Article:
By Gary Eisner
So you ready to install some millwork in your new apartment and want to know what your options are. Let’s say you are redoing your kitchen which we can narrow down to three basic choices: IKEA, a local custom millshop, a high-end kitchen fabricator. There are pros and cons to all three of these but it basically comes down to price, quality, and timing.
IKEA is cheap and available, and honestly, the quality has come a long way from what it used to be. The downside of IKEA is the limited options and the restriction of customizable pieces. You want to make sure your contractor is familiar with IKEA products and has done one before. IKEA is also much easier to pull off with a modern style, rather than classic or shaker style. They use real wood for the rail and stile, but the inlay panel is flimsy and feels IKEA cheap.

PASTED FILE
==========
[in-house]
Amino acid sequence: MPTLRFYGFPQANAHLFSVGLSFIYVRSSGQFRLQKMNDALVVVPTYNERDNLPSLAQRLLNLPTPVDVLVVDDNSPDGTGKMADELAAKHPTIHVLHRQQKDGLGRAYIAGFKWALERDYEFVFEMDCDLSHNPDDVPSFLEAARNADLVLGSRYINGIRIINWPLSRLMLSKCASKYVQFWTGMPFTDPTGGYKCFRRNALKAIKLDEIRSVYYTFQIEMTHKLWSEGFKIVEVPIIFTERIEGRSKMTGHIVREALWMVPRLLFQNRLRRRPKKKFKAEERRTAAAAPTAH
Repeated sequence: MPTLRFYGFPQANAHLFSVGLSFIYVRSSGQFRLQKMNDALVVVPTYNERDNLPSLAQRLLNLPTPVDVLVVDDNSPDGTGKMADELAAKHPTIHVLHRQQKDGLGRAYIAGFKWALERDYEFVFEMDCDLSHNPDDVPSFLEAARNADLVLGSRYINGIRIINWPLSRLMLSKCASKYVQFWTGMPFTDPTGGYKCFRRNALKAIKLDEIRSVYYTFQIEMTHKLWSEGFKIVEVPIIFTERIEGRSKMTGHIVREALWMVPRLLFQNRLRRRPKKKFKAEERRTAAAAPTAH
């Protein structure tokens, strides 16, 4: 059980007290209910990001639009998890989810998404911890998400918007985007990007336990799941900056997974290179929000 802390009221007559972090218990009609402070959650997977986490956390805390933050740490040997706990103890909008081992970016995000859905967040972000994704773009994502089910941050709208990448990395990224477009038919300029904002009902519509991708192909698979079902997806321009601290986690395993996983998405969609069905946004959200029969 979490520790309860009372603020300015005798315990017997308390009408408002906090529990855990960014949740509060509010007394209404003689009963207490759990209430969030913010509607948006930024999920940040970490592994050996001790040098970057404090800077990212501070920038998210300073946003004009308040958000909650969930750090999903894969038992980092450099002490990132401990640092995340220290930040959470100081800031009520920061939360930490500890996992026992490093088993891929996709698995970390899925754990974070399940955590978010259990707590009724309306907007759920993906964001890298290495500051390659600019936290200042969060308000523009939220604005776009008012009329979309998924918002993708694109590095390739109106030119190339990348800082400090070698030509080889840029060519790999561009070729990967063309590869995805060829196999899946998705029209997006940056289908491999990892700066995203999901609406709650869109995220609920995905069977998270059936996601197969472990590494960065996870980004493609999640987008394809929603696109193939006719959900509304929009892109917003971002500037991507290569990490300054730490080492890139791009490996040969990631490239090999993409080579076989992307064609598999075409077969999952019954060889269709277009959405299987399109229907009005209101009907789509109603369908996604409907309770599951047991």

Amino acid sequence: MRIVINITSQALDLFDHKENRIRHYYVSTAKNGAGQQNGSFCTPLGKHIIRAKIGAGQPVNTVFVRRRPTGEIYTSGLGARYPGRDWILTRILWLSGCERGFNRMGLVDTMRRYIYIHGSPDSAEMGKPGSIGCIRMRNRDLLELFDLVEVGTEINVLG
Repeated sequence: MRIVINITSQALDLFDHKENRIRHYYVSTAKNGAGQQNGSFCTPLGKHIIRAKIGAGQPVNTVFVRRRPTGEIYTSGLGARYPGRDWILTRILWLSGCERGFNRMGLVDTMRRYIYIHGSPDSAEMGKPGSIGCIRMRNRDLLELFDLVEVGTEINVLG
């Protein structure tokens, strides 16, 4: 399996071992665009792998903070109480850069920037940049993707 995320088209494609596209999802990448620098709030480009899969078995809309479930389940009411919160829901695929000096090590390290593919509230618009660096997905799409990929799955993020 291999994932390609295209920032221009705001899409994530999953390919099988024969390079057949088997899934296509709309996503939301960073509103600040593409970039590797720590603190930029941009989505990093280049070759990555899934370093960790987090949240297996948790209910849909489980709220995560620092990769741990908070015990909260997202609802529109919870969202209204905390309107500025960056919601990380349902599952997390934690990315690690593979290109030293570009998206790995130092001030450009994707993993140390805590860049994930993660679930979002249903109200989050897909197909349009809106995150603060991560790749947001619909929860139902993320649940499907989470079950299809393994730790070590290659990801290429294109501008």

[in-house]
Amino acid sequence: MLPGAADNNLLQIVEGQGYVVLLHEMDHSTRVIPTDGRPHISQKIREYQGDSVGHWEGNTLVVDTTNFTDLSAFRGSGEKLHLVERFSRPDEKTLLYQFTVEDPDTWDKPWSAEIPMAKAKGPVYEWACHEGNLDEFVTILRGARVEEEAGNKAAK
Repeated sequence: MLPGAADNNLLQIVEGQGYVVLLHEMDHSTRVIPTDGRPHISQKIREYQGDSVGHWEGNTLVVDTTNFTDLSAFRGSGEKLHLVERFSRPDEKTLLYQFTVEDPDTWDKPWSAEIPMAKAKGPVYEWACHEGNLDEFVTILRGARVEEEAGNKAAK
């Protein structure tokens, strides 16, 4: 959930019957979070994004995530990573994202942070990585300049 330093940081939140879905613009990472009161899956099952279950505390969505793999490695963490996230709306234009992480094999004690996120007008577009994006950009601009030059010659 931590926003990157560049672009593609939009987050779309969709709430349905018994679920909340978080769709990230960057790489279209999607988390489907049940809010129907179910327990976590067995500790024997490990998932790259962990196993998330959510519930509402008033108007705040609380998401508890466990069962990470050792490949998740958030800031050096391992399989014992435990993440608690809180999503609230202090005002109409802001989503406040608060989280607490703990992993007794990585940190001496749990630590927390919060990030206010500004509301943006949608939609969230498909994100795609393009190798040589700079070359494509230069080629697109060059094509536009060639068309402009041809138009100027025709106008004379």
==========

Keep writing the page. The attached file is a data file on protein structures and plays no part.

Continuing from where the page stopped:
At the other end of the spectrum are the high-end kitchen manufacturers, like Poggenpohl, Bulthaup, Boffi, Seimatic, as well as a number of others. If you have the money AND the time, then these are high quality and highly engineered products, but are highly expensive. They also take a great deal of planning and preparation so again, make sure your contractor is fully coordinated with the design. The other major thing to keep in mind is the long lead time. If the kitchen is coming from abroad, it’s not only the fabrication time but the time on the water and the time waiting through customs, usually about 12-14 weeks from shop drawing approval.
A third option, and my preference, is using a local custom millwork shop. Typically you will spend about half of what the high-end kitchen fabricators would cost and you are not limited by a catalogue of details, styles, and options. You can create and customize anything you want, basically only limited by your imagination, although your wallet plays a part as well. You can also very easily check on progress as they are fabricating and review your actual kitchen in their shop before delivering to the site. If any adjustments or modifications need to be made, it can happen before it is installed. This option should also cut your lead time down to 6-8 weeks. Plus, during construction, or down the road, if anything needs repair or adjustment, they will not be too far away.